There is currently a petition online calling for the halt of MA smart meter deployment which, to date, has 2034 signatures.[14] There is second petition online calling for the passage of bill S.1988, which would allow all MA residents the right to opt out of smart meters. This petition currently has 1219 signatures.

MACI, the Massachusetts Association for the Chemically Injured, provided a review of efforts in MA to advocate for safe technology, raising the issue of accommodation.

Our organization is opposed to the establishment of any policy that the D.P.U. is proposing that would require “all new service meters to be capable of providing advanced metering functionality when installed to replace an existing meter that reaches the end of its useful life or otherwise needs to be replaced.” The Department, now under a different Administration, does not indicate in the docket that it is open to exploring and revising the previous Administration’s departments reliance on the basic technology platform for grid modernization being that of “wireless” technology in its advanced metering functionality and deployment of utility meters. An extensive amount of public comment was given responding to dockets under the Grid Modernization of 12-76, some six years ago. Also, the issue of a cost./tariff to a consumer who requests a non-radiating utility meter as raised in Docket 13-83 is questionable and unresolved for it discriminates against those who need to protect their health and are entitled to protections under the ADA. The Opt-Out Tariff that the Department raised in its D.P.U. 12-76B Order to the utility companies to address raises again the issue of discrimination to a segment of the population most in need of non-radiating utility meters.

Jean Lemieux of MACI, and environmental medicine expert Dr. Lisa Nagy participated in the ‘Health Hearing’ held by the MA DPU in 2014, where tobacco scientist Peter Valberg provided expert testimony for the industry. Patricia Burke continues to raise corruption concerns about Valberg’s work with the DPU, and about the Worcester National Grid smart meter pilot results reported by Navigant, noting that decision makers in MA, including the Legislature, deserve an independent investigation and audit of the Worcester results, and that the public trust has been violated. There have been no reparations for Worcester residents adversely impacted by the pilot, including those who lost property value due to the installation of nuisance infrastructure.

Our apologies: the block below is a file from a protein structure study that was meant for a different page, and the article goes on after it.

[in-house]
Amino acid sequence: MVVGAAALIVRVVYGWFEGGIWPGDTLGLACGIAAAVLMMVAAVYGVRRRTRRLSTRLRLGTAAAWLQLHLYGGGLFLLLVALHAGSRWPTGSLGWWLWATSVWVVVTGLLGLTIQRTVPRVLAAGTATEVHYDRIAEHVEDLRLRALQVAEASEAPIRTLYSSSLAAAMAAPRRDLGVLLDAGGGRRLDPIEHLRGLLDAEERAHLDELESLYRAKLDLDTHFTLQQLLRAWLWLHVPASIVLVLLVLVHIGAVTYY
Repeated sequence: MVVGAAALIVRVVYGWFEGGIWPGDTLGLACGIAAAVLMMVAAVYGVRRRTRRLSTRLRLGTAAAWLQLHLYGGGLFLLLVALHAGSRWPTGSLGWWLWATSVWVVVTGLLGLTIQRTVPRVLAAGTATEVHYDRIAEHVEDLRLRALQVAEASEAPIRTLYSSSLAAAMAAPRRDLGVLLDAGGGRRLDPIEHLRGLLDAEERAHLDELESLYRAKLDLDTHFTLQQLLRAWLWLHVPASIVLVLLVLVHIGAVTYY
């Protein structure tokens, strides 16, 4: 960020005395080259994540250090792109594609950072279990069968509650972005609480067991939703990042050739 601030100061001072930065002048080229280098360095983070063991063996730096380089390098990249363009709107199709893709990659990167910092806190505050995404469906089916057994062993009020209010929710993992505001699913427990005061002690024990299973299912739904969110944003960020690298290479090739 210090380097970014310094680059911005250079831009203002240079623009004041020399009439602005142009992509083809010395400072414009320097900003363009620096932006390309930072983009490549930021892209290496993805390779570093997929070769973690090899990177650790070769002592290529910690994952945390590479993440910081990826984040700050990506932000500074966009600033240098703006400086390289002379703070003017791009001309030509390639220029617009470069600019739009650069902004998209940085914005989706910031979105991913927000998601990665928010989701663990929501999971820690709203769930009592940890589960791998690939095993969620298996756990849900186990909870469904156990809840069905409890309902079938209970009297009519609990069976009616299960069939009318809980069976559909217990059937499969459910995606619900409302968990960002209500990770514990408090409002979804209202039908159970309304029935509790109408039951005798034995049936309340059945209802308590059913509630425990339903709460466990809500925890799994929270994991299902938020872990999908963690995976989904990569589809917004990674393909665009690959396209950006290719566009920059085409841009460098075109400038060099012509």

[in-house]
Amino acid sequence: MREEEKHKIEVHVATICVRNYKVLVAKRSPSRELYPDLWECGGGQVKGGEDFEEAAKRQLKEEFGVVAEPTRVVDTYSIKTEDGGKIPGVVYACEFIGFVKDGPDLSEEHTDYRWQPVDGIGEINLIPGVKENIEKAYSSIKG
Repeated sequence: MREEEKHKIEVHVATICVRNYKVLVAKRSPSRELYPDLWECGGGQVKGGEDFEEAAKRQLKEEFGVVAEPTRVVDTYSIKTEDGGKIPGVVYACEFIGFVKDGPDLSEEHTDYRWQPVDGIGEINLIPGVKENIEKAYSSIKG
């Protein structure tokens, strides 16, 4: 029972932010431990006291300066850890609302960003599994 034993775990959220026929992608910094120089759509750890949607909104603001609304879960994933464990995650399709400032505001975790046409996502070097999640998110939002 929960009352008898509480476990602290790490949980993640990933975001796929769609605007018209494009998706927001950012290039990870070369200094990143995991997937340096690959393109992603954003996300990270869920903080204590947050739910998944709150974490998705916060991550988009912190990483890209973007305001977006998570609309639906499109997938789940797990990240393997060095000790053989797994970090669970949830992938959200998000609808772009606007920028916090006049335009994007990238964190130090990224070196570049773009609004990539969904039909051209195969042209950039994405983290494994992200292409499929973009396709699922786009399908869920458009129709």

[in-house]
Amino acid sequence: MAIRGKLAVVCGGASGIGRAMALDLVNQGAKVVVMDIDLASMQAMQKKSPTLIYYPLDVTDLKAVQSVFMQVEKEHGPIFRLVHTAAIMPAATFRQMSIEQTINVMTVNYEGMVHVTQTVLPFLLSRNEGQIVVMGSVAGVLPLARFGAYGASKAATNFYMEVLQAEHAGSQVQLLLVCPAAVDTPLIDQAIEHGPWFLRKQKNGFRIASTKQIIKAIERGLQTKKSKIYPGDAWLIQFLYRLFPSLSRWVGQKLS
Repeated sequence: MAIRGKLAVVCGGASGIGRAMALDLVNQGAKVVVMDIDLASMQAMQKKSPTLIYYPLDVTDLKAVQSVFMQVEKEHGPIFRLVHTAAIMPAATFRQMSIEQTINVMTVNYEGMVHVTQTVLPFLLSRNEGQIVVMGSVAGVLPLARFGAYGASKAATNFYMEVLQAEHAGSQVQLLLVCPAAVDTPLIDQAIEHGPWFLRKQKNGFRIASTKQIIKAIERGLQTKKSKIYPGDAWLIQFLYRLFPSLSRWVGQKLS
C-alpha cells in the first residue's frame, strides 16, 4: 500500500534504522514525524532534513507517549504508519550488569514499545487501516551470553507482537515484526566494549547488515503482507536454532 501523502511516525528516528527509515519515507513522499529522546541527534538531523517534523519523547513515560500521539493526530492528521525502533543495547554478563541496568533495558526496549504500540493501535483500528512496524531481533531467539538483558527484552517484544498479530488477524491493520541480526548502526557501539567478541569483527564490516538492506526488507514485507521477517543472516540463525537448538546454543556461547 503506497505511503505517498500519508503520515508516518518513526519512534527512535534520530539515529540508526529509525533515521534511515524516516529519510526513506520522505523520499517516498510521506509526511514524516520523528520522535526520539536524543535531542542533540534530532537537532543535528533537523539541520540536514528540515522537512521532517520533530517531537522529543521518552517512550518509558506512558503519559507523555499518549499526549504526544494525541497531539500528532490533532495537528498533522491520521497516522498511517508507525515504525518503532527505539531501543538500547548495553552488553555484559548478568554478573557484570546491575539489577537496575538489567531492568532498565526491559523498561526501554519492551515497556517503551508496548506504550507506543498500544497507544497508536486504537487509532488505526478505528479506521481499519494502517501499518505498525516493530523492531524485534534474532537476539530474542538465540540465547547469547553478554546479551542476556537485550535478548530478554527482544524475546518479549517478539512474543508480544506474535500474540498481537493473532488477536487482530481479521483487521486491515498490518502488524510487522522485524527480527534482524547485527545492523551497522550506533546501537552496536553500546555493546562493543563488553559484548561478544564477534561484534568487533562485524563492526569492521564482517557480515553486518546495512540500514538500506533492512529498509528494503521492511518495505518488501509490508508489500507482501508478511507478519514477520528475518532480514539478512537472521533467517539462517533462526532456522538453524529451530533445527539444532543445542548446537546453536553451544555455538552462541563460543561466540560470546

There are many reasons to reject adoption of wireless utility meters, from property values to protection of pollinators. Over 100 public comments were submitted to the MA Dept. of Public Utilities opposing an EV-time of use pilot program, and/or opposing the roll-out of wireless smart utility meters and infrastructure.[15, 16]

Some points raised by the public in docket MA DPU 20-69:

  1. Against the backdrop of financial insecurity associated with the COVID crisis, and ratepayers struggling to pay bills for basic necessities, surcharging customers for a pilot that offers a pricing differential to the highest income customers (EV owners) is an inhumane initiative.
  2. The COVID crisis has highlighted society’s responsibility to protect health-vulnerable individuals. The installation of smart meters discriminates against a portion of the population.
  3. In a November 18, 2013 filing with the FCC, and in 2020, the cities of Boston and Philadelphia in their joint submission accused the FCC and Federal health agencies of negligence for failing to investigate whether electrosensitive persons are harmed by non-ionizing radiation.